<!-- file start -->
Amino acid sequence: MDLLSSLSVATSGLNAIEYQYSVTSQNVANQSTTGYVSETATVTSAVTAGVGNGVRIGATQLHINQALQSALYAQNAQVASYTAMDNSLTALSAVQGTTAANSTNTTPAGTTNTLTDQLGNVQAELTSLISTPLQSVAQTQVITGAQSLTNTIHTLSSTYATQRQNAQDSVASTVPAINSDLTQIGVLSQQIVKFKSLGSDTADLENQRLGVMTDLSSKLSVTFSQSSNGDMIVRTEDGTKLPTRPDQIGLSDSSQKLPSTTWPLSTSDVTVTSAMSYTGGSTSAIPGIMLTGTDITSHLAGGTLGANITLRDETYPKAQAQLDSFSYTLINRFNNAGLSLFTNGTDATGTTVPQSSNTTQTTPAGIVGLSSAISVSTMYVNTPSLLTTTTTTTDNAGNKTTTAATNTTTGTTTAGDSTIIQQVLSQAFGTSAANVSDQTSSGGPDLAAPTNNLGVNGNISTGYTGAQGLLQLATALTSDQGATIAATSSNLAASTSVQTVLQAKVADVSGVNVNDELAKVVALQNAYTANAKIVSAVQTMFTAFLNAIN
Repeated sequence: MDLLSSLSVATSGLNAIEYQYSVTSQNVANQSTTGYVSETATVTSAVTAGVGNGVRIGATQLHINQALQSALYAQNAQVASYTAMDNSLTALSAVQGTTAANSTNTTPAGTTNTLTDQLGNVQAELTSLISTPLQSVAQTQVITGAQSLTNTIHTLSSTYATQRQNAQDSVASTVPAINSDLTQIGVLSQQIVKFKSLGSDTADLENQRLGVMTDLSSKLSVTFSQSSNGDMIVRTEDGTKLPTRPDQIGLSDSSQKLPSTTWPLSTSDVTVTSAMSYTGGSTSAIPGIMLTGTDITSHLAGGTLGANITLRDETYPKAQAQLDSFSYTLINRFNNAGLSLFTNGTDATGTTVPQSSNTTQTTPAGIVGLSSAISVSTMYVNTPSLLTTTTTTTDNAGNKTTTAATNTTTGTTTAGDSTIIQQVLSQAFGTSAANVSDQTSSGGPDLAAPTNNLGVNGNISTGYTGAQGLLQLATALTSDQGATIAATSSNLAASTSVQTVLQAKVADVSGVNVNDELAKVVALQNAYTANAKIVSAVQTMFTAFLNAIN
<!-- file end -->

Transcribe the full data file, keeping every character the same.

Amino acid sequence: MDLLSSLSVATSGLNAIEYQYSVTSQNVANQSTTGYVSETATVTSAVTAGVGNGVRIGATQLHINQALQSALYAQNAQVASYTAMDNSLTALSAVQGTTAANSTNTTPAGTTNTLTDQLGNVQAELTSLISTPLQSVAQTQVITGAQSLTNTIHTLSSTYATQRQNAQDSVASTVPAINSDLTQIGVLSQQIVKFKSLGSDTADLENQRLGVMTDLSSKLSVTFSQSSNGDMIVRTEDGTKLPTRPDQIGLSDSSQKLPSTTWPLSTSDVTVTSAMSYTGGSTSAIPGIMLTGTDITSHLAGGTLGANITLRDETYPKAQAQLDSFSYTLINRFNNAGLSLFTNGTDATGTTVPQSSNTTQTTPAGIVGLSSAISVSTMYVNTPSLLTTTTTTTDNAGNKTTTAATNTTTGTTTAGDSTIIQQVLSQAFGTSAANVSDQTSSGGPDLAAPTNNLGVNGNISTGYTGAQGLLQLATALTSDQGATIAATSSNLAASTSVQTVLQAKVADVSGVNVNDELAKVVALQNAYTANAKIVSAVQTMFTAFLNAIN
Repeated sequence: MDLLSSLSVATSGLNAIEYQYSVTSQNVANQSTTGYVSETATVTSAVTAGVGNGVRIGATQLHINQALQSALYAQNAQVASYTAMDNSLTALSAVQGTTAANSTNTTPAGTTNTLTDQLGNVQAELTSLISTPLQSVAQTQVITGAQSLTNTIHTLSSTYATQRQNAQDSVASTVPAINSDLTQIGVLSQQIVKFKSLGSDTADLENQRLGVMTDLSSKLSVTFSQSSNGDMIVRTEDGTKLPTRPDQIGLSDSSQKLPSTTWPLSTSDVTVTSAMSYTGGSTSAIPGIMLTGTDITSHLAGGTLGANITLRDETYPKAQAQLDSFSYTLINRFNNAGLSLFTNGTDATGTTVPQSSNTTQTTPAGIVGLSSAISVSTMYVNTPSLLTTTTTTTDNAGNKTTTAATNTTTGTTTAGDSTIIQQVLSQAFGTSAANVSDQTSSGGPDLAAPTNNLGVNGNISTGYTGAQGLLQLATALTSDQGATIAATSSNLAASTSVQTVLQAKVADVSGVNVNDELAKVVALQNAYTANAKIVSAVQTMFTAFLNAIN